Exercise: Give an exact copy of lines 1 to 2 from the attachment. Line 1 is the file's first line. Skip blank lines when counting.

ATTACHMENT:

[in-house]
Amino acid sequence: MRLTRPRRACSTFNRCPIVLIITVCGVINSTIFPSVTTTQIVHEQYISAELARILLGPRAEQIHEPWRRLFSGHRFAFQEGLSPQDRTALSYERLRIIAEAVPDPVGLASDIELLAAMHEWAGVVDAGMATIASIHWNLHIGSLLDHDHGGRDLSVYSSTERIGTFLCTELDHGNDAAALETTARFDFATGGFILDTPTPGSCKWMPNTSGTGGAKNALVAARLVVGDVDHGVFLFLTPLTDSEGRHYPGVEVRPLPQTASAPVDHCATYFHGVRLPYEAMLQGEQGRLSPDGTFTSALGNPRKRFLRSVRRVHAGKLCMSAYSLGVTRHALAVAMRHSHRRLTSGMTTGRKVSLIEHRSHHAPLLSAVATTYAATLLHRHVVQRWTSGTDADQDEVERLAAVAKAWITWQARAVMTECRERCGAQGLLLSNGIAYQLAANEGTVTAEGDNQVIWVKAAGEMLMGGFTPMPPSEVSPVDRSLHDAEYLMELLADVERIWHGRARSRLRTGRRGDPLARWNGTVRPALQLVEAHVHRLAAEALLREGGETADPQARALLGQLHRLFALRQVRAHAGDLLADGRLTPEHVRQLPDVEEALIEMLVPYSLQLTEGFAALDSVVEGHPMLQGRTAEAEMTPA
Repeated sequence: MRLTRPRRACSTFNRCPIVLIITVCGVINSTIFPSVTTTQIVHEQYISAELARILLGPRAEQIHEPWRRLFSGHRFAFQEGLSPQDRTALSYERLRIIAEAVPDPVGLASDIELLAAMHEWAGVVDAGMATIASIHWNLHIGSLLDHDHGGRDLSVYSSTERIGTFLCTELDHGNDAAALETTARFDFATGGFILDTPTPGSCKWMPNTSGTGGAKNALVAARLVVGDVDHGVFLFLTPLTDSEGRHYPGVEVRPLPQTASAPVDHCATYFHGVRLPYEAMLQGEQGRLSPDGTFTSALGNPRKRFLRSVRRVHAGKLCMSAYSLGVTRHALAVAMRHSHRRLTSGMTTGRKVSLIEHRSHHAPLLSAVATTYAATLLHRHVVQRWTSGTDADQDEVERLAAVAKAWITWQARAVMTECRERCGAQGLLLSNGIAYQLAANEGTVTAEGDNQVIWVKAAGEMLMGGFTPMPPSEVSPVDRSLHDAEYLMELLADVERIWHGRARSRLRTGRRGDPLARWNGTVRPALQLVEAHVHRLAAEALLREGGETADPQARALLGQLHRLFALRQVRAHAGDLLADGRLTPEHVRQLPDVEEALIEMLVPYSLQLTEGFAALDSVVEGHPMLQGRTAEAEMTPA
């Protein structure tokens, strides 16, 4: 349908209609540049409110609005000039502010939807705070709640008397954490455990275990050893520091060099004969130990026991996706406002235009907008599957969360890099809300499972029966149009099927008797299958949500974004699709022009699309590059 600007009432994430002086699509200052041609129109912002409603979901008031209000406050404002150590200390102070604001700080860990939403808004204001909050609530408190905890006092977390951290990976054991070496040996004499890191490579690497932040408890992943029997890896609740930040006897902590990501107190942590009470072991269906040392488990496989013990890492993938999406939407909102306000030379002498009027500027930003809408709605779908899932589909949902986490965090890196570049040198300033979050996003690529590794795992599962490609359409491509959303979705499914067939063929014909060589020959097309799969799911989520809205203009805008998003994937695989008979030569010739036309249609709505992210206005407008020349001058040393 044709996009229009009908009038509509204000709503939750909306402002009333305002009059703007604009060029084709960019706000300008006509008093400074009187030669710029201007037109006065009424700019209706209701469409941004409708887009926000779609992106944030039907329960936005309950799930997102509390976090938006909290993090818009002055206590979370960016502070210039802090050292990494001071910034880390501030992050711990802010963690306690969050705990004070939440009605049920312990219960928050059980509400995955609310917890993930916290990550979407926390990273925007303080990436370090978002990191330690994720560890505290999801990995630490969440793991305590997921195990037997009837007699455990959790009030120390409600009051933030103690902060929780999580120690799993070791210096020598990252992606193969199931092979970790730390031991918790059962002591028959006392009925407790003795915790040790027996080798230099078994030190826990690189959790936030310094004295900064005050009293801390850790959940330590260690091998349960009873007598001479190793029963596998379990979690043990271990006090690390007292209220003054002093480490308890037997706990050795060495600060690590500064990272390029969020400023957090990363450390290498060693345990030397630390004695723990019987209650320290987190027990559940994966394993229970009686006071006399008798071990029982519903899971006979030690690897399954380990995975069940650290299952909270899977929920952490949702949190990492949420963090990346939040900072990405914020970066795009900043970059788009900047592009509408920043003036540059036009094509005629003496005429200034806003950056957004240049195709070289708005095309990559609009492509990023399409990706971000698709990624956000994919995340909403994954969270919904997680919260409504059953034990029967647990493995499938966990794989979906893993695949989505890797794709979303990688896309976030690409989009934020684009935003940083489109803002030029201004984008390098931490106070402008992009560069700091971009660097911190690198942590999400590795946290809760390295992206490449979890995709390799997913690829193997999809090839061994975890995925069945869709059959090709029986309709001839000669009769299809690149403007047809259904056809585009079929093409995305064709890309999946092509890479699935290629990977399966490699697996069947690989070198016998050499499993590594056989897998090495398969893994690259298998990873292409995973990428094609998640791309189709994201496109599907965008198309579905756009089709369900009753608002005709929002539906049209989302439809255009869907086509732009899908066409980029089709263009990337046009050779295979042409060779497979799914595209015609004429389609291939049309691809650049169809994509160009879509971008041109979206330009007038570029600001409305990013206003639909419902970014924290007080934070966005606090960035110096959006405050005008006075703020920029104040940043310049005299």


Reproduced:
[in-house]
Amino acid sequence: MRLTRPRRACSTFNRCPIVLIITVCGVINSTIFPSVTTTQIVHEQYISAELARILLGPRAEQIHEPWRRLFSGHRFAFQEGLSPQDRTALSYERLRIIAEAVPDPVGLASDIELLAAMHEWAGVVDAGMATIASIHWNLHIGSLLDHDHGGRDLSVYSSTERIGTFLCTELDHGNDAAALETTARFDFATGGFILDTPTPGSCKWMPNTSGTGGAKNALVAARLVVGDVDHGVFLFLTPLTDSEGRHYPGVEVRPLPQTASAPVDHCATYFHGVRLPYEAMLQGEQGRLSPDGTFTSALGNPRKRFLRSVRRVHAGKLCMSAYSLGVTRHALAVAMRHSHRRLTSGMTTGRKVSLIEHRSHHAPLLSAVATTYAATLLHRHVVQRWTSGTDADQDEVERLAAVAKAWITWQARAVMTECRERCGAQGLLLSNGIAYQLAANEGTVTAEGDNQVIWVKAAGEMLMGGFTPMPPSEVSPVDRSLHDAEYLMELLADVERIWHGRARSRLRTGRRGDPLARWNGTVRPALQLVEAHVHRLAAEALLREGGETADPQARALLGQLHRLFALRQVRAHAGDLLADGRLTPEHVRQLPDVEEALIEMLVPYSLQLTEGFAALDSVVEGHPMLQGRTAEAEMTPA